ARTS & CULTURE

These Game-Changing Ringtones Bring The Symphony To The Streets

04/16/2014 09:18 am ET | Updated Apr 16, 2014
John Lamb via Getty Images

Think of it as public art -- except that it's on your phone.

Thanks to an innovative new initiative from the Chicago-based contemporary classical ensemble Spektral Quartet, cell phone users will no longer be limited to a selection of dreary, muzak-esque sound bites or blaring, regrettable Top 40 clips when it comes to choosing their ringtones.

Late last month, the quartet launched Mobile Miniatures, a new Kickstarter-backed project where they commissioned over 45 different composers -- including familiar names like Nico Muhly, Julia Holter, the Dirty Projectors' Olga Bell and Pulitzer Prize winners Shulamit Ran and David Lang -- to create original pieces specifically intended to serve as ringtones. The ensemble then performed and recorded the compositions, putting them up for sale on their website.

Spektral Quartet cellist Russell Rolen told HuffPost the project is an extension of a central goal of their ensemble -- to work with living, particularly young composers, juxtaposing their work with those of titans like Haydn, Beethoven and Mozart, and to find ways to marry modern technology to an art form that's been around for centuries.

spektral

Rolen (far right) with fellow Spektral Quartet members (from left) Doyle Armbrust, Austin Wulliman and Aurelien Fort Pederzoli.

"One of the driving forces behind the project that we realized it could do is to get the music out into the world differently than how classical music usually is," Rolen told HuffPost. "Normally, we're asking them to come into a concert hall and to buy a ticket, taking a risk on some Friday night when they're not sure what they will get, especially when it's a contemporary work… It's meant to pique interest or start a conversation. We hope it's a chance for someone to hear it and be drawn in.

"And truth be told, we are four guys who can't stop staring at our phones like everyone else these days, so this just came out of that," he added.

The project's 64 pieces, Rolen said, range in length from one to 40 seconds and vary widely in style from more mainstream, rhythmically-based sounds to more complex sounds utilizing "weird" techniques, offering "something for everyone." The ringtones can be purchased a la carte for $1 apiece or in a "sampler" bundle of 12 for $5. The whole set can be yours for $20.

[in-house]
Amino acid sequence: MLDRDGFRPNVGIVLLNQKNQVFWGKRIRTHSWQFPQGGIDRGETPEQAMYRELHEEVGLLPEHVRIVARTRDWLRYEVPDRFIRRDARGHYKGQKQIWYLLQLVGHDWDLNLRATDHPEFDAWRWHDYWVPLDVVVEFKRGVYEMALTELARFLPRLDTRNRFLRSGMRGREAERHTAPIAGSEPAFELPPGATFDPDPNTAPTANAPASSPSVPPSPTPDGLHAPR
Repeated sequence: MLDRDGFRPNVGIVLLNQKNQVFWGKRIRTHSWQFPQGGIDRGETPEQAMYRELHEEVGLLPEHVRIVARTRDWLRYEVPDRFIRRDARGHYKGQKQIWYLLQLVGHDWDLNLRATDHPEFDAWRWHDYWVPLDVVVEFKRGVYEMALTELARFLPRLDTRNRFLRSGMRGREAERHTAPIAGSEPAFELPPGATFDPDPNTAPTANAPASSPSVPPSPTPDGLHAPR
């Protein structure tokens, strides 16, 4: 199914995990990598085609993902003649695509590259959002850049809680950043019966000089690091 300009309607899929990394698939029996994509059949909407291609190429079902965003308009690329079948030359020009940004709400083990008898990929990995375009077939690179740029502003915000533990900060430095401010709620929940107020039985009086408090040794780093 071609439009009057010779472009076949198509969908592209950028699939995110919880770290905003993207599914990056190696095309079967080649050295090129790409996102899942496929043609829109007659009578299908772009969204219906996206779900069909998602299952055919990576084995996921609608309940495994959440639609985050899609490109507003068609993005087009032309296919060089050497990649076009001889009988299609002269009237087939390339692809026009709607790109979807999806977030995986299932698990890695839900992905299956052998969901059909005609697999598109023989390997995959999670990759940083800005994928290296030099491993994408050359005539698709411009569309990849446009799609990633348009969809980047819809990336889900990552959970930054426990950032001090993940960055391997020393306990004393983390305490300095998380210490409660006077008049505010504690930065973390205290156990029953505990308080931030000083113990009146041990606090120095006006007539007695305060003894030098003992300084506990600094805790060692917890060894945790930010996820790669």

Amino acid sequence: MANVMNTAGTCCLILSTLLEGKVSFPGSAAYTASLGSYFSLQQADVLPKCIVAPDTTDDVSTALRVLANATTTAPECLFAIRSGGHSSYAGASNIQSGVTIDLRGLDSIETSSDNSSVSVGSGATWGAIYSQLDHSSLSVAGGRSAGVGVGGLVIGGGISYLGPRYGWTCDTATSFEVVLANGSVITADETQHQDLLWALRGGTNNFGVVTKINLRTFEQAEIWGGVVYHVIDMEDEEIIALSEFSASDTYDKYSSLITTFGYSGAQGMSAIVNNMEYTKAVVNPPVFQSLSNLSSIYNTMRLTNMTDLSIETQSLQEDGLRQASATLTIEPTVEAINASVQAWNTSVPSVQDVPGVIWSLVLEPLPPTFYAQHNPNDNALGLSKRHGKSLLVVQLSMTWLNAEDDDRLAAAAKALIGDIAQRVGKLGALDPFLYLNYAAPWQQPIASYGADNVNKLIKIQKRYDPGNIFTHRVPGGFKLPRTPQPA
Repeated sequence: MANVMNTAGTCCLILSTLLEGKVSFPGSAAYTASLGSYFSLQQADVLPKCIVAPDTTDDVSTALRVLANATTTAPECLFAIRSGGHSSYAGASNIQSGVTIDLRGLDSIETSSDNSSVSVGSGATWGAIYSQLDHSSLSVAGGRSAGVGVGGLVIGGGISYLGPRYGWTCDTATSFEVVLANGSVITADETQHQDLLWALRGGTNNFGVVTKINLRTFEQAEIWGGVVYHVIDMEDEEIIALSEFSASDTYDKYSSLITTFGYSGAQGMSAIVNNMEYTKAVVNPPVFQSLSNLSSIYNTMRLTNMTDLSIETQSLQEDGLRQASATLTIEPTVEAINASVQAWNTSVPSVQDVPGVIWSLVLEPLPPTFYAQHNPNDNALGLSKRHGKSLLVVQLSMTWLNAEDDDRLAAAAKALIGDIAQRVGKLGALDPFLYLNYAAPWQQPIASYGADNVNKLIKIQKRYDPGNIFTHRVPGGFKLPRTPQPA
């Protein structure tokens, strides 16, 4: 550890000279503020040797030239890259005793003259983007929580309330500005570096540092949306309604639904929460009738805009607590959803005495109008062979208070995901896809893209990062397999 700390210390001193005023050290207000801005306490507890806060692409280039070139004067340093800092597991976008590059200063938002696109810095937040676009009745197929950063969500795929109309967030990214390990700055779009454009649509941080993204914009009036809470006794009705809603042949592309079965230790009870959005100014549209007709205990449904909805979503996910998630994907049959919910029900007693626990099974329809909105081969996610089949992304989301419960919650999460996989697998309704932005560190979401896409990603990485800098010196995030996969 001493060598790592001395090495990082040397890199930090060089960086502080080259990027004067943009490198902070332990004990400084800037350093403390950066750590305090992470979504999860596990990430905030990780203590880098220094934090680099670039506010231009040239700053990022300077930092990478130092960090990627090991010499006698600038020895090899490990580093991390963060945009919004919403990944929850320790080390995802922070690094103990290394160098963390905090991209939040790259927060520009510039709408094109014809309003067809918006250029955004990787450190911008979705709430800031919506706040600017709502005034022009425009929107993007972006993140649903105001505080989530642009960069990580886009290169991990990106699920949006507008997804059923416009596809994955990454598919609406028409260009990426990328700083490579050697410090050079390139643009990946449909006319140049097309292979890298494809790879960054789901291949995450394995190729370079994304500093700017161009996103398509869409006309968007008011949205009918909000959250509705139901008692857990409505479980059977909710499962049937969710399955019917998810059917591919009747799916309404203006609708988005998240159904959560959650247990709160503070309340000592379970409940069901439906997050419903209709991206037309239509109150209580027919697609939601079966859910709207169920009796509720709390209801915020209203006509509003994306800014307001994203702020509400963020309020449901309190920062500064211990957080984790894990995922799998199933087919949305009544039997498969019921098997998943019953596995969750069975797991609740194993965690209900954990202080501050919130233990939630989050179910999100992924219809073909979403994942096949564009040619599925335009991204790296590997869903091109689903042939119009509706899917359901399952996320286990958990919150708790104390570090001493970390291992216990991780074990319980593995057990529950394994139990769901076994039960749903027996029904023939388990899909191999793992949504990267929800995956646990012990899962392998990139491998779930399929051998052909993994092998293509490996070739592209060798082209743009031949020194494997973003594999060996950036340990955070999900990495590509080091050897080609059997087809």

Among his favorite compositions, he said, are the ringtones that stray from the "beaten path," such as New York trombonist-composer George Lewis' "Obbligato" -- "this chaotic little thing" entailing "four seconds of freakout" -- and Chicago composer Katherine Young's "Hey!"

Other standouts include Brooklyn percussionist Sorey Tyshawn's "Alert," San Francisco composer Jen Wang's "Suggested Talking Points" and Ran's suite of 13 different compositions ranging in mood from "bright and peppy" to "poignant little moments of music," Rolen said.

"She started writing and said it was like eating potato chips: You can't stop," Rolen told HuffPost of Ran, a composer-in-residence with the Chicago Symphony Orchestra and a faculty member at the University of Chicago.

The reception has been enthusiastic, with the ensemble receiving e-mails from as far away as Sydney, Australia, thanking them for their work.

While Rolen said there were no immediate plans to add more mini-symphonies to the project, he said the quartet is keeping their options open as the they look to the future.

"If the response, I suppose, is really positive and we're approached by composers who want to write little things for us, we wouldn't say no to that," he said. "It's always a joy to open up a score and see what someone has done for you."

Suggest a correction
Comments

CONVERSATIONS